this season. If not, there will be a committee, as Pinner and Bryson both
look solid. We'll call this a RBBC early on but with Jones taking over the
lead role by mid-season, if not before, if he's healthy.

The Battle: Roy Williams vs. Az-Zahir Hakim vs. Tai Streets for one the
team's two starting WR jobs.
The Winner: This one actually isn't over yet, as Williams has not been
named the starter and still has to beat Streets out. Streets was signed to
a one-year deal to address the Lions' lack of depth at the position.
Williams has been solid thus far, though, and was drafted to be a
playmaker opposite second-year WR Charles Rogers. Williams also started
the preseason opener, so we expect Williams to win the job, with Streets
backing him up. Hakim will be the #3/slot guy.

Green Bay Packers

The Battle: Tony Fisher vs. Najeh Davenport for the team's backup RB job
The Winner: Davenport clearly won this job in training camp last year, and
he's doing the same this summer. The coaches like his battering-ram style,
and he's an excellent short-yardage back. Fisher is best used as a change
of pace, and we expect him to man the third spot on the depth chart again.

The Battle: Javon Walker vs. Robert Ferguson for the team's starting WR
job (#2).
The Winner: The Packers are looking for Walker to be their big-play guy.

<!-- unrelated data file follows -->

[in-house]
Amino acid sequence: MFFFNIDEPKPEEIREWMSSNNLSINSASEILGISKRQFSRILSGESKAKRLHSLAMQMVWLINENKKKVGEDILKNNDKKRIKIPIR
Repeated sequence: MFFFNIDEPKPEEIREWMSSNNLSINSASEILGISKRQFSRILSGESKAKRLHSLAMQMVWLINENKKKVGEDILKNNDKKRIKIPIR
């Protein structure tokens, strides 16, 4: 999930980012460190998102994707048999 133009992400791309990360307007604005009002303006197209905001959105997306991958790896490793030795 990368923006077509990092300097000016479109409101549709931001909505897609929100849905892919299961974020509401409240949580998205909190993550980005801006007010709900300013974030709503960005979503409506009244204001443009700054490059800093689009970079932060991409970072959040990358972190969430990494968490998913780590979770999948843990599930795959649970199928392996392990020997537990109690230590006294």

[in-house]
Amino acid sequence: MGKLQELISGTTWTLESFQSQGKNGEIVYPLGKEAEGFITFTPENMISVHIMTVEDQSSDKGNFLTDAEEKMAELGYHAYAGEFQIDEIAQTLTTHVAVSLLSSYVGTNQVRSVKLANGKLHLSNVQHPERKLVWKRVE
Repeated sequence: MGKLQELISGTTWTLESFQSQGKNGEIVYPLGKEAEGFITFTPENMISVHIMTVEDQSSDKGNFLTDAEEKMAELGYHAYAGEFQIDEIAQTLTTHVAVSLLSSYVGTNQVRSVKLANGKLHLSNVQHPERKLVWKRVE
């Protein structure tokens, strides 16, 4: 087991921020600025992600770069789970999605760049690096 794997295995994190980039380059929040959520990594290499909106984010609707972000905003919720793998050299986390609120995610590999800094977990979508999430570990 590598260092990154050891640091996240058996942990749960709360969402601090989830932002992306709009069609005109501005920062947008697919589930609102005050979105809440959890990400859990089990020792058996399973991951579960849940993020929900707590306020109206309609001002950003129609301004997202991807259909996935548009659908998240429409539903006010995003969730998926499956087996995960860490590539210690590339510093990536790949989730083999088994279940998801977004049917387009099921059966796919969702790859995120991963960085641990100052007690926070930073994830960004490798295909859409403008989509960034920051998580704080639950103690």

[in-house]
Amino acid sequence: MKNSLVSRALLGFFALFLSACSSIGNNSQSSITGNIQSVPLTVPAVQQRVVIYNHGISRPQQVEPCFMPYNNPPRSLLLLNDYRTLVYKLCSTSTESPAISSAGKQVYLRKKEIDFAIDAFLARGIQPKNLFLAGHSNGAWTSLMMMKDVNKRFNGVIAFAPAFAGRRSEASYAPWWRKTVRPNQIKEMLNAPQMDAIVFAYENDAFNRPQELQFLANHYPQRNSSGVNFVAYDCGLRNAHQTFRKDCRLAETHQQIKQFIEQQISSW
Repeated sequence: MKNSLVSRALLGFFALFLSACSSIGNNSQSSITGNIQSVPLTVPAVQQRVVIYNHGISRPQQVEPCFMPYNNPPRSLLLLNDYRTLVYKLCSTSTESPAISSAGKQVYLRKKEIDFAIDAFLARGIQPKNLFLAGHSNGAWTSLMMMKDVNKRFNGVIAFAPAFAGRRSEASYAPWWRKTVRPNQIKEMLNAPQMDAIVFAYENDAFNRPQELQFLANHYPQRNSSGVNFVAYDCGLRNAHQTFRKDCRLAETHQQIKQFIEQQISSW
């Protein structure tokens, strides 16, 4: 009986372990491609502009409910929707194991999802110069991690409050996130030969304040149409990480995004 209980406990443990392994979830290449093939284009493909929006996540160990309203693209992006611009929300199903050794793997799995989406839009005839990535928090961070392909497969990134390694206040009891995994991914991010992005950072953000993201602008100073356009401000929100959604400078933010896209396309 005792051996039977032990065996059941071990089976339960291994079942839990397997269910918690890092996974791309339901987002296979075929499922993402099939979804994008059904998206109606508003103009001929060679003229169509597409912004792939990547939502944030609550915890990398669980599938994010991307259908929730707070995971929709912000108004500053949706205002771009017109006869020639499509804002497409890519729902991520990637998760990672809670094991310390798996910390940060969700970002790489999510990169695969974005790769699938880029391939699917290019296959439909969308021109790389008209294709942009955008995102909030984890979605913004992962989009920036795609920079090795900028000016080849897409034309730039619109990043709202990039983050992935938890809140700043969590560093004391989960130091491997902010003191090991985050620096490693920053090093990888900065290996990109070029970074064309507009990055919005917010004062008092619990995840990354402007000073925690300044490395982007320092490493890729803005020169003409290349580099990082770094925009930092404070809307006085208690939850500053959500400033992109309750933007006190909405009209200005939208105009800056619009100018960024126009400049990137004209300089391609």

Whether that means he starts or not, is still up in the air, and he's
still the #3 technically. However, he will play as much as - if not more
than - Driver and Ferguson. Ferguson will continue to be their possession
receiver, while signs suggest Driver could be option #3 even if he remains
a starter.

Minnesota Vikings

The Battle: Michael Bennett vs. Moe Williams vs. Onterrio Smith for the
starting RB job.
The Winner: Although we were a tad perplexed at what head coach Mike Tice
told our John Hansen last Saturday, we still expect Bennett to be the guy.
Hansen asked Tice about his RB situation, and Tice said that he would "go
with the hot hand" this year. Then, seconds later, he said that he fully
expects Bennett to have a breakout season. Hansen also spoke to Bennett,
who said he was healthy and that he feels ready to bust out and that he
expects to be more involved in the passing game on screens and dump-offs.
Williams, meanwhile, saw a reduced role last year once Smith established
himself, but he'll likely handle the third down role again. Smith figures
to be the main backup to Bennett, but if he's the hot hand, they could
feature him at times. We figure Smith will get about 5-7 carries a game
with Bennett getting about 15-18.

NFC South

Tampa Bay Buccaneers

The Battle: Charlie Garner vs. Michael Pittman vs. Jamel White for the